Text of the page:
Anyways, more important things at hand, Erkenbrand is right, and it is true that this is not the first time they did it, blinded by promises of wealth and power. This battle is to show the weakness in men and this is meant to show that the elves battle aginst Morgoth was the elves alone and not men. Therefore, after that battle, few men if any ever took part in a battle against Morgoth side by side. The prejudice that Elrond had against men( not normal men but the race of the Numenoreans) was that they were too weak to resist the temptation of the ring. However as can be read, the betrayal led to the estrangment(dun know how to spell... Smile Smilie ) of elves and men except three houses of the Edain.
You have again made some insightful conclusions to the questions which I raised.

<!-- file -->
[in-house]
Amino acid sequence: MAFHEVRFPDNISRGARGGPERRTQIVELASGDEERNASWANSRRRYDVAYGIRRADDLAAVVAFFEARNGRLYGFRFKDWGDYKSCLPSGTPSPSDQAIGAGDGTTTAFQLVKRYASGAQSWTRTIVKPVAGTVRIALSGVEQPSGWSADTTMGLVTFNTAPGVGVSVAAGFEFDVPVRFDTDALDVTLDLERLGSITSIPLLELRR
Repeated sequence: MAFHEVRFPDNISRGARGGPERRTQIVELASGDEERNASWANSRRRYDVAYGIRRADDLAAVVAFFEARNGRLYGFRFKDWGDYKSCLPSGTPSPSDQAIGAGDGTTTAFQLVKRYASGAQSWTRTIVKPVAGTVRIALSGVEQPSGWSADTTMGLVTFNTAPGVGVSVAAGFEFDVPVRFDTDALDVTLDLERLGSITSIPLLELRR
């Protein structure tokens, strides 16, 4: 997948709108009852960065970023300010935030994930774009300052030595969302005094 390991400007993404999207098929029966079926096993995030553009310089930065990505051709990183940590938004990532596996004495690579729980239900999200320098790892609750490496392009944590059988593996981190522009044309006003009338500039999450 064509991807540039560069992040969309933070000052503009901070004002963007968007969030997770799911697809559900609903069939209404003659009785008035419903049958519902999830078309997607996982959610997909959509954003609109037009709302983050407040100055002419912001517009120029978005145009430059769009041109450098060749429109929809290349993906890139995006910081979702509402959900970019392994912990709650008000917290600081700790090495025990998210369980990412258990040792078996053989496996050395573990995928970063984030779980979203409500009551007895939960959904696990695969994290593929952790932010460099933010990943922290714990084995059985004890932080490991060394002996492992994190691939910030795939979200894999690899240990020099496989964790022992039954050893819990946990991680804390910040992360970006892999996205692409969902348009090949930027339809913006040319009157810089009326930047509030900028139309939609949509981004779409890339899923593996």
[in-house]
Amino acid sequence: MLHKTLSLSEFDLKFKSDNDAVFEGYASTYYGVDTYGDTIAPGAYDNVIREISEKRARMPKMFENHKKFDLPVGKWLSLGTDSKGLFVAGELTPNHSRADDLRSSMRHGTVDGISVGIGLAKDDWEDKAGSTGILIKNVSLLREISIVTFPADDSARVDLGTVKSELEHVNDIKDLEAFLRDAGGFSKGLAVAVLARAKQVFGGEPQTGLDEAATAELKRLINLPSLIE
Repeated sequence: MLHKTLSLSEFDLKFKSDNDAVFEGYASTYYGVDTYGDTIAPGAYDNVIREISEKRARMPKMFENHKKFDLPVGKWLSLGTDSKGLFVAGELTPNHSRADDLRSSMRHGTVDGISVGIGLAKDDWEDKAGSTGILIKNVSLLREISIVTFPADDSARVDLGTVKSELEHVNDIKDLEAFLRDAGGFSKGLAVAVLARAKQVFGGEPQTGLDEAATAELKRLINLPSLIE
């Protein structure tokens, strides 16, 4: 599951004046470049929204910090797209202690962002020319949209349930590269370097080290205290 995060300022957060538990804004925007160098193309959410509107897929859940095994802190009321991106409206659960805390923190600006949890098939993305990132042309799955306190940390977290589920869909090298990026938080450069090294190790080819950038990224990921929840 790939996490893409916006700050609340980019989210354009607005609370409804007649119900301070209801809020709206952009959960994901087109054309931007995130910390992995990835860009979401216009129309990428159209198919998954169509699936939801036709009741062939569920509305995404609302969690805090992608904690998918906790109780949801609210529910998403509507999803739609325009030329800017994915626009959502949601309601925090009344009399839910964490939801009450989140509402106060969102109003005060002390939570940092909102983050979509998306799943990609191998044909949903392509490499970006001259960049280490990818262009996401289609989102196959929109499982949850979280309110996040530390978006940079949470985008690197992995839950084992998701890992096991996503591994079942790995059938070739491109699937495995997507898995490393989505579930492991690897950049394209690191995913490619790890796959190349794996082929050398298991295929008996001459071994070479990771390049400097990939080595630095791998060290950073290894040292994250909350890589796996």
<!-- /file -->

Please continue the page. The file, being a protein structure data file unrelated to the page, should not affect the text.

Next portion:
1) Again in this chapter, as with Feanor and Fingolfin, we see forces of enraged Elves successfully breaking through the enemy's lines and banging on the gates of Angband. What does this suggest to you?

Thingol and Arwen's answers are pretty much what I was looking for here (very nicely put, too, Arwen). The elves were content to contain Morgoth within a siege, and resume their lives behind a watchful defence. This tactic could never really win the war for them, however.

When arroused by anger, grief or other passions, however, the elves appeared unstopable, accomplishing great deeds in battle. Several times, individuals or small groups managed to break through enemy lines and even reach the gates of Angband. To me, this shows the elves were far superior to any soldiers that Morgoth could field. They must have been truely dreadful to have to fight against (you can almost feel sorry for the orcs here).